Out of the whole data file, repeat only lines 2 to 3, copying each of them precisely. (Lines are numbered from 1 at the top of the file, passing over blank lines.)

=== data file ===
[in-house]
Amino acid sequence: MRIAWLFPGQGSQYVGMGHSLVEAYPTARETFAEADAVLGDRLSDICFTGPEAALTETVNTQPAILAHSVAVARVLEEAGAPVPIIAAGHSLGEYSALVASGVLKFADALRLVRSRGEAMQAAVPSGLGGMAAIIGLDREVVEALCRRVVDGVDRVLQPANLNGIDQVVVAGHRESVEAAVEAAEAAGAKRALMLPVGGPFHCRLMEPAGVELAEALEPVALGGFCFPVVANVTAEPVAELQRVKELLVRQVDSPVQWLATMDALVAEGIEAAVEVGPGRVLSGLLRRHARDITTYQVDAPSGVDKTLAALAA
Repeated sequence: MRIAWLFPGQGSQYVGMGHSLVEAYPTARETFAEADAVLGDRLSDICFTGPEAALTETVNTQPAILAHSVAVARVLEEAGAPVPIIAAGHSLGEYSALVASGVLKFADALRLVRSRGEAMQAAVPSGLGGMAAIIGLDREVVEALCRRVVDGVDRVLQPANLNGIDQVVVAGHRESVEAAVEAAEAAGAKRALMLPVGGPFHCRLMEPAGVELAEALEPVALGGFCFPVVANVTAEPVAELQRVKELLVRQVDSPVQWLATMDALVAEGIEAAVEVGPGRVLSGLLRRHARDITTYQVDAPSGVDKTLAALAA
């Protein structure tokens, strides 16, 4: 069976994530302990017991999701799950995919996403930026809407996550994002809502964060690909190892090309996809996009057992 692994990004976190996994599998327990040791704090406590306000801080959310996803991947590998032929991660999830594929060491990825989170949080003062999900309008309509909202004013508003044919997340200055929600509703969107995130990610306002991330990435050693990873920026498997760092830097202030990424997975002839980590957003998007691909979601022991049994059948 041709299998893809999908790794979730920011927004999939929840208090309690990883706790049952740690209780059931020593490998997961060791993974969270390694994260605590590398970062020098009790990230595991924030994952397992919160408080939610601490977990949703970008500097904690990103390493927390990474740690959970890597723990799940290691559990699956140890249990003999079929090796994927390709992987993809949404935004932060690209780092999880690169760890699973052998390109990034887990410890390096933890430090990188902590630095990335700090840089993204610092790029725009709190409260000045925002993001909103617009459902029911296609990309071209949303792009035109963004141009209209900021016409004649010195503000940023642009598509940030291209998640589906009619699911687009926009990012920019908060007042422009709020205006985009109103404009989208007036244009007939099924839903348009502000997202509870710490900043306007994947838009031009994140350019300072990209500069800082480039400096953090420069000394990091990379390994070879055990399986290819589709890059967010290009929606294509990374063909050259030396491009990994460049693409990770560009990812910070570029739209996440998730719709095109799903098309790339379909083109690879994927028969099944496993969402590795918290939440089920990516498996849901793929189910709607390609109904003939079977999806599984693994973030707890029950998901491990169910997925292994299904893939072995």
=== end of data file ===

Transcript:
Amino acid sequence: MRIAWLFPGQGSQYVGMGHSLVEAYPTARETFAEADAVLGDRLSDICFTGPEAALTETVNTQPAILAHSVAVARVLEEAGAPVPIIAAGHSLGEYSALVASGVLKFADALRLVRSRGEAMQAAVPSGLGGMAAIIGLDREVVEALCRRVVDGVDRVLQPANLNGIDQVVVAGHRESVEAAVEAAEAAGAKRALMLPVGGPFHCRLMEPAGVELAEALEPVALGGFCFPVVANVTAEPVAELQRVKELLVRQVDSPVQWLATMDALVAEGIEAAVEVGPGRVLSGLLRRHARDITTYQVDAPSGVDKTLAALAA
Repeated sequence: MRIAWLFPGQGSQYVGMGHSLVEAYPTARETFAEADAVLGDRLSDICFTGPEAALTETVNTQPAILAHSVAVARVLEEAGAPVPIIAAGHSLGEYSALVASGVLKFADALRLVRSRGEAMQAAVPSGLGGMAAIIGLDREVVEALCRRVVDGVDRVLQPANLNGIDQVVVAGHRESVEAAVEAAEAAGAKRALMLPVGGPFHCRLMEPAGVELAEALEPVALGGFCFPVVANVTAEPVAELQRVKELLVRQVDSPVQWLATMDALVAEGIEAAVEVGPGRVLSGLLRRHARDITTYQVDAPSGVDKTLAALAA